2. (Elec.) An instrument for augmenting a very small quantity of electricity, so as to render it manifest by sparks or the electroscope.

(Dou"ble-rip"per) n. A kind of coasting sled, made of two sleds fastened together with a board, one before the other. [Local, U. S.]

(Dou"ble-shade`) v. t. To double the natural darkness of Milton.

(Doub"let) n. [In sense 3, OF. doublet; in sense 4, F. doublet, dim. of double double. See Double, a.]

1. Two of the same kind; a pair; a couple.

2. (Print.) A word or words unintentionally doubled or set up a second time.

3. A close-fitting garment for men, covering the body from the neck to the waist or a little below. It was worn in Western Europe from the 15th to the 17th century.

4. (Lapidary Work) A counterfeit gem, composed of two pieces of crystal, with a color them, and thus giving the appearance of a naturally colored gem. Also, a piece of paste or glass covered by a veneer of real stone.

5. (Opt.) An arrangement of two lenses for a microscope, designed to correct spherical aberration and chromatic dispersion, thus rendering the image of an object more clear and distinct. W. H. Wollaston.

6. pl. (See No. 1.) Two dice, each of which, when thrown, has the same number of spots on the face lying uppermost; as, to throw doublets.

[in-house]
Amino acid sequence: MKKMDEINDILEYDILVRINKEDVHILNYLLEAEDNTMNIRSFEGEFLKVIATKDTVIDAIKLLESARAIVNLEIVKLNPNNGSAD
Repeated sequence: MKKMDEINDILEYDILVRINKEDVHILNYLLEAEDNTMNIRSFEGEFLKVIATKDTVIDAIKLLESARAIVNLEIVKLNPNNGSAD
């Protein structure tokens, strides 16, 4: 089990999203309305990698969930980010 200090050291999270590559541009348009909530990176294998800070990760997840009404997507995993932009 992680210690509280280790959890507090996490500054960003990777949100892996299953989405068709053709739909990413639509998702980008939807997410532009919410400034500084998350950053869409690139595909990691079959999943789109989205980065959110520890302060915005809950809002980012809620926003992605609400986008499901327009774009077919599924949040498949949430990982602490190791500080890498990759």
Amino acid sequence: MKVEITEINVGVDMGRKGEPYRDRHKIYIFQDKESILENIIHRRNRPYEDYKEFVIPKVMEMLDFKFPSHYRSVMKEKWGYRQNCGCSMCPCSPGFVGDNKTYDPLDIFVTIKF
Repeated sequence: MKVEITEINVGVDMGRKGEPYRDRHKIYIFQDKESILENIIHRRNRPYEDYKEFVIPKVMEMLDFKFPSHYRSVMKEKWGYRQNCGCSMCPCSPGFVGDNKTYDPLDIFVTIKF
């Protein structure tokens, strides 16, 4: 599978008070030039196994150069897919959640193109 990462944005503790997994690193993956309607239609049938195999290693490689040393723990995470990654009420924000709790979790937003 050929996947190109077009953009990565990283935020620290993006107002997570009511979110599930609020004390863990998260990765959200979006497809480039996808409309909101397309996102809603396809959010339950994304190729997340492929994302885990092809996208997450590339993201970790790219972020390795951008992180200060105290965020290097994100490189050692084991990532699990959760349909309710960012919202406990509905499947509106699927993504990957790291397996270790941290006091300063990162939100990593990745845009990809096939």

7. pl. [Cf. Pr. doblier, dobler draughtboard.] A game somewhat like backgammon. Halliwell.

8. One of two or more words in the same language derived by different courses from the same original from; as, crypt and grot are doublets; also, guard and ward; yard and garden; abridge and abbreviate, etc.

(Dou"ble*thread`ed) a.

1. Consisting of two threads twisted together; using two threads.

2. (Mech.) Having two screw threads instead of one; — said of a screw in which the pitch is equal to twice the distance between the centers of adjacent threads.

(Dou"ble-tongue`) n. Deceit; duplicity.

Now cometh the sin of double-tongue, such as speak fair before folk and wickedly behind.

(Dou"ble-tongued`) a. Making contrary declarations on the same subject; deceitful.

Likewise must the deacons be grave, not double- tongued.
1 Tim. iii. 8.

(Dou"ble-tongu`ing) n. (Mus.) A peculiar action of the tongue by flute players in articulating staccato notes; also, the rapid repetition of notes in cornet playing.

(Dou"ble*tree`) n. The bar, or crosspiece, of a carriage, to which the singletrees are attached.

(Doub"lets) n. pl. See Doublet, 6 and 7.

(Dou"bling) n.

  By PanEris using Melati.

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